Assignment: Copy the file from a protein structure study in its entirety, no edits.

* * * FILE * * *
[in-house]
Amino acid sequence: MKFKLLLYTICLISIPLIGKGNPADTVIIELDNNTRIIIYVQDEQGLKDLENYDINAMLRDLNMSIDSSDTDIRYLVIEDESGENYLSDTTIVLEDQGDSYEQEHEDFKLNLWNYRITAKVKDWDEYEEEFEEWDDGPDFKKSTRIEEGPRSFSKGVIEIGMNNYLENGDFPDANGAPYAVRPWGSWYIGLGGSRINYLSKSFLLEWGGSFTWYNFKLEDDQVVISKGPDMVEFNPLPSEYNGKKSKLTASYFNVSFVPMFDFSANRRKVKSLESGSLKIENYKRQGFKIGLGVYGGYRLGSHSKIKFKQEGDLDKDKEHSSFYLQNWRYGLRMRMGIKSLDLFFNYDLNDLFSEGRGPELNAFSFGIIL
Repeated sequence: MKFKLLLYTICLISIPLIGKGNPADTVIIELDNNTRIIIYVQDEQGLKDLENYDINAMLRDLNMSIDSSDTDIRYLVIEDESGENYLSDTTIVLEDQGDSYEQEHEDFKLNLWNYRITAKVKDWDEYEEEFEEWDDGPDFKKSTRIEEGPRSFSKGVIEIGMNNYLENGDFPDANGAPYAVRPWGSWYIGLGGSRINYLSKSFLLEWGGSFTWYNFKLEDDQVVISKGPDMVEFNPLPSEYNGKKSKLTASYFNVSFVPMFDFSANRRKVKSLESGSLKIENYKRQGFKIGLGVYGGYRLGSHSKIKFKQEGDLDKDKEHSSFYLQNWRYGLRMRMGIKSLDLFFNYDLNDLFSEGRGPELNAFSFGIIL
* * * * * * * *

[in-house]
Amino acid sequence: MKFKLLLYTICLISIPLIGKGNPADTVIIELDNNTRIIIYVQDEQGLKDLENYDINAMLRDLNMSIDSSDTDIRYLVIEDESGENYLSDTTIVLEDQGDSYEQEHEDFKLNLWNYRITAKVKDWDEYEEEFEEWDDGPDFKKSTRIEEGPRSFSKGVIEIGMNNYLENGDFPDANGAPYAVRPWGSWYIGLGGSRINYLSKSFLLEWGGSFTWYNFKLEDDQVVISKGPDMVEFNPLPSEYNGKKSKLTASYFNVSFVPMFDFSANRRKVKSLESGSLKIENYKRQGFKIGLGVYGGYRLGSHSKIKFKQEGDLDKDKEHSSFYLQNWRYGLRMRMGIKSLDLFFNYDLNDLFSEGRGPELNAFSFGIIL
Repeated sequence: MKFKLLLYTICLISIPLIGKGNPADTVIIELDNNTRIIIYVQDEQGLKDLENYDINAMLRDLNMSIDSSDTDIRYLVIEDESGENYLSDTTIVLEDQGDSYEQEHEDFKLNLWNYRITAKVKDWDEYEEEFEEWDDGPDFKKSTRIEEGPRSFSKGVIEIGMNNYLENGDFPDANGAPYAVRPWGSWYIGLGGSRINYLSKSFLLEWGGSFTWYNFKLEDDQVVISKGPDMVEFNPLPSEYNGKKSKLTASYFNVSFVPMFDFSANRRKVKSLESGSLKIENYKRQGFKIGLGVYGGYRLGSHSKIKFKQEGDLDKDKEHSSFYLQNWRYGLRMRMGIKSLDLFFNYDLNDLFSEGRGPELNAFSFGIIL